Karen Turner PHD | The Defining Moment
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The Defining Moment

The Defining Moment

By Barbara Stitzer for Boomeryearbook.com

You know what really drives me crazy? When you’re at an event, a family reunion, as company picnic, whatever, and some guy starts taking pictures of every little insignificant thing. Like me eating corn on the cob. Corn on the cob in one of my favorite foods in the world, but there is nothing beautiful, funny or interesting about me eating it. Yet, every single time I bring that golden sheaf to my lips, lips stretched back, gums all exposed, tiny yellow gunk in between my teeth, someone is taking a picture of it. Or at weddings. People take pictures of the stupidest things at weddings. Remember about 15 years ago, when the big rage was to eschew hiring a professional wedding photographer in favor of littering fling cameras all over the tables so that your closest friends could capture your most intimate, personal, one-of-a-kind memories? An entire generation of people ended up spending money to develop thousands of pictures of crotches and nose hairs, and nothing to remember the most important day of their lives with.

The diehards call it taking “candids”. I call that kind of photography Kamikaze photography. It’s totally meaningless. What do people do with these pictures? Line their liter boxes? Ick.

In 1948, Photographer Philippe Halsman set off to find the defining moment in a photograph. “Dali Atomicus” featured a crazy looking painter, his easel and chair, all jumping in the air while three cats and a bucket full of water flew toward them. You can check it out right here if you’re not familiar with it: http://www.flickr.com/photos/monkeyc/95165918/ . There was obviously no Photoshop during those times, so every single element had to be coordinated perfectly to time with everything else, creating a “defining moment”, where everything comes together into a moment that is like no other. This is what you’re looking for in every picture that you take.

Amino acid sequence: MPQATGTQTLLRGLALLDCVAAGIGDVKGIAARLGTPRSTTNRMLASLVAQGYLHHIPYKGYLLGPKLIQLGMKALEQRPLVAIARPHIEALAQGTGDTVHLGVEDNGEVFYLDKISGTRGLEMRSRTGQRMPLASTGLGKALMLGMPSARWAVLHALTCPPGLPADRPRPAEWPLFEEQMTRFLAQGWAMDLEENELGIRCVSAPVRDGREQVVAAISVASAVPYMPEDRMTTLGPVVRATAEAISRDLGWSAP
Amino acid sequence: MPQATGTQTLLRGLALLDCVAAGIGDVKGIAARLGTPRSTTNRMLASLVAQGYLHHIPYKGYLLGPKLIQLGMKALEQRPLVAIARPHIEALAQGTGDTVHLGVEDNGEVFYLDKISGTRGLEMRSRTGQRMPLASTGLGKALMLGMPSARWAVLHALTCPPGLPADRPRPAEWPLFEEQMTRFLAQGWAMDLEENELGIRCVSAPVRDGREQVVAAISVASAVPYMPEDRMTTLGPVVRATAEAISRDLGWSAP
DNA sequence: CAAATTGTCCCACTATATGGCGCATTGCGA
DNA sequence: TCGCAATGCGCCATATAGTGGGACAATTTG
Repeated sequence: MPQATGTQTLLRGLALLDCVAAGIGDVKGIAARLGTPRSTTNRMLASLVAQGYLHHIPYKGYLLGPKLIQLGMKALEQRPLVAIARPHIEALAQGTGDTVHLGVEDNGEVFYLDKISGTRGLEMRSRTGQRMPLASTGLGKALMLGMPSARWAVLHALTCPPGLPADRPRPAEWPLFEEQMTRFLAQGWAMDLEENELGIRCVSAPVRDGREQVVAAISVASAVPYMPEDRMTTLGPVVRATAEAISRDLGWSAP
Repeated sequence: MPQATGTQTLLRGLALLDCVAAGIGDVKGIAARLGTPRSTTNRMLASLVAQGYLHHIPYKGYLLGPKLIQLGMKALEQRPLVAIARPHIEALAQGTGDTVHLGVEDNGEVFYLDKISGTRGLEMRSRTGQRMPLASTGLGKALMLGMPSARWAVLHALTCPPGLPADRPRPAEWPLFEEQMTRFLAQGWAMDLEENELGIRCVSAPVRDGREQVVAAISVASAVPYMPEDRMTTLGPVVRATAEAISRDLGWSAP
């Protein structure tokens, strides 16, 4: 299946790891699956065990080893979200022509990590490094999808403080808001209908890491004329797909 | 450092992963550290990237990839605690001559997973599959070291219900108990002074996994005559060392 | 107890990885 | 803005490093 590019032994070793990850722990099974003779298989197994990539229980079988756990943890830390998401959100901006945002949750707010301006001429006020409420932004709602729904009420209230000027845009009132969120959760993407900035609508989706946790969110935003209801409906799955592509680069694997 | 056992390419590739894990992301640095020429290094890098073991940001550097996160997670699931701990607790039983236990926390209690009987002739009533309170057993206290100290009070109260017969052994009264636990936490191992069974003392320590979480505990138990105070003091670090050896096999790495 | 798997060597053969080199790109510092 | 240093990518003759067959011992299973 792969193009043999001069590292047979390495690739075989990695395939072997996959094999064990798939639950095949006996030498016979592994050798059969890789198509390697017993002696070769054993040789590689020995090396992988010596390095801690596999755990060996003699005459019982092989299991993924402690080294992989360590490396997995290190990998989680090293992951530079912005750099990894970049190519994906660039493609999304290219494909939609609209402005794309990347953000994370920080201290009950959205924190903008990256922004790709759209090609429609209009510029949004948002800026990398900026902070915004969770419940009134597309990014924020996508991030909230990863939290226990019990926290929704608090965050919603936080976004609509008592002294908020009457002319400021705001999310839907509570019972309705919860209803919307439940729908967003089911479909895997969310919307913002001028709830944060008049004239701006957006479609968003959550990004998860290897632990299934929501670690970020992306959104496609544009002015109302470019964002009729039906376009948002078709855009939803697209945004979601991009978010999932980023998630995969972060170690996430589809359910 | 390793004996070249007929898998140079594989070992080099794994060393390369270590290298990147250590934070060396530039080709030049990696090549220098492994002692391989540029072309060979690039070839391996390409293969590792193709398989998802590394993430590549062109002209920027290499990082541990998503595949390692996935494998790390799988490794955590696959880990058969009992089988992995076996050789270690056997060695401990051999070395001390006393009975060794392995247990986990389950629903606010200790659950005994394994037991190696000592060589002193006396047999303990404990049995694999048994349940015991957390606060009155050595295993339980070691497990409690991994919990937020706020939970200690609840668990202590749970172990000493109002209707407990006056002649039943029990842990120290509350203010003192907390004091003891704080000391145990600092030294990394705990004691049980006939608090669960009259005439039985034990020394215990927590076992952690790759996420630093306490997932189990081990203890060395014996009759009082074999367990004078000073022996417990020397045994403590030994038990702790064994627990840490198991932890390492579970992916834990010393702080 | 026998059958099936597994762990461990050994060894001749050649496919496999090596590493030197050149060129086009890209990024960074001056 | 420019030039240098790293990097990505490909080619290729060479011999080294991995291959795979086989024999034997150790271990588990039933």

How do you capture the defining moment? The easiest way is to keep shooting after your subjects think you’re done taking the picture. Most of the time when you take a picture, the only thing on your subject’s mind is “Just take the %$#&^&* picture, already.” And that’s what they look like. They are usually talking, pulling at themselves or looking away from the camera. But after you take the picture, people relax, and you get the true life that lurks behind the pose.

This picture of Courtnie and Perrie is a nice, clean shot. The lighting is nice and you can see how strong their sisterly bond is. If that’s all you get, well, ok, that’s great, but immediately after I took that shot, I pretended that I was done, gave them “the nod”, and then ramming speed hefted the camera back up to my eye right away. I took this shot: Ooh, aah. Yes, Courtnie’s eyes are closed, but SO WHAT? This is the shot! This is the moment. There is something special here, and when you get something special, it’s time to celebrate. And when I celebrate, I eat corn on the cob.



www.boomeryearbook.com is a social networking site connecting the Baby Boomer generation. Share your thoughts, rediscover old friends, or expand your mind with brain games provided by clinical psychologist Dr. Karen Turner. Join today to discover the many ways we are helping Boomers connect for fun and profit.

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